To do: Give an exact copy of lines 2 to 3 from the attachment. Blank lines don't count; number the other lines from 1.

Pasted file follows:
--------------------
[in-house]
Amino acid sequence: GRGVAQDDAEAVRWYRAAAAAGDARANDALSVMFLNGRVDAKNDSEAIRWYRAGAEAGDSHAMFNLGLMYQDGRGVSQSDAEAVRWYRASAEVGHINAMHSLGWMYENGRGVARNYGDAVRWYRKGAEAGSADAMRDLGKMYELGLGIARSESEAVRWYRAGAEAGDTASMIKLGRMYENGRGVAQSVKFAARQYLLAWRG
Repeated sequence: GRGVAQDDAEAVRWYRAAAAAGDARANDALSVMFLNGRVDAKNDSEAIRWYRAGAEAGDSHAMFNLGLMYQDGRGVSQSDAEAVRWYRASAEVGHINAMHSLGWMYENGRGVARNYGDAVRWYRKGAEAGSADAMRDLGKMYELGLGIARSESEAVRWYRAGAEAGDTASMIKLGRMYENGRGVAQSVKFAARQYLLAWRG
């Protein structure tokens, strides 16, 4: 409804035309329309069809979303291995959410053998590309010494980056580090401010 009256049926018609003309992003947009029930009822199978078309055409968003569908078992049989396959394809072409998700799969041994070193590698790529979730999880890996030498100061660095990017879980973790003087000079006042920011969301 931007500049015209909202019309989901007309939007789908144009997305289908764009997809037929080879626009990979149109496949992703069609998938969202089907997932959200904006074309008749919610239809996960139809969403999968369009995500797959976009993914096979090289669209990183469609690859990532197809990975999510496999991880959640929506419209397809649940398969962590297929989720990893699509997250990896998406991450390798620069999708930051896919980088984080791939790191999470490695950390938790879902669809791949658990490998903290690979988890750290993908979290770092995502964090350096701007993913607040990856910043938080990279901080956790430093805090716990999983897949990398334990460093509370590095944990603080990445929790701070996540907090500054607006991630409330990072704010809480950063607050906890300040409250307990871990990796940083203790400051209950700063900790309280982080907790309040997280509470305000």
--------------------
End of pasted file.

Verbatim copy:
Amino acid sequence: GRGVAQDDAEAVRWYRAAAAAGDARANDALSVMFLNGRVDAKNDSEAIRWYRAGAEAGDSHAMFNLGLMYQDGRGVSQSDAEAVRWYRASAEVGHINAMHSLGWMYENGRGVARNYGDAVRWYRKGAEAGSADAMRDLGKMYELGLGIARSESEAVRWYRAGAEAGDTASMIKLGRMYENGRGVAQSVKFAARQYLLAWRG
Repeated sequence: GRGVAQDDAEAVRWYRAAAAAGDARANDALSVMFLNGRVDAKNDSEAIRWYRAGAEAGDSHAMFNLGLMYQDGRGVSQSDAEAVRWYRASAEVGHINAMHSLGWMYENGRGVARNYGDAVRWYRKGAEAGSADAMRDLGKMYELGLGIARSESEAVRWYRAGAEAGDTASMIKLGRMYENGRGVAQSVKFAARQYLLAWRG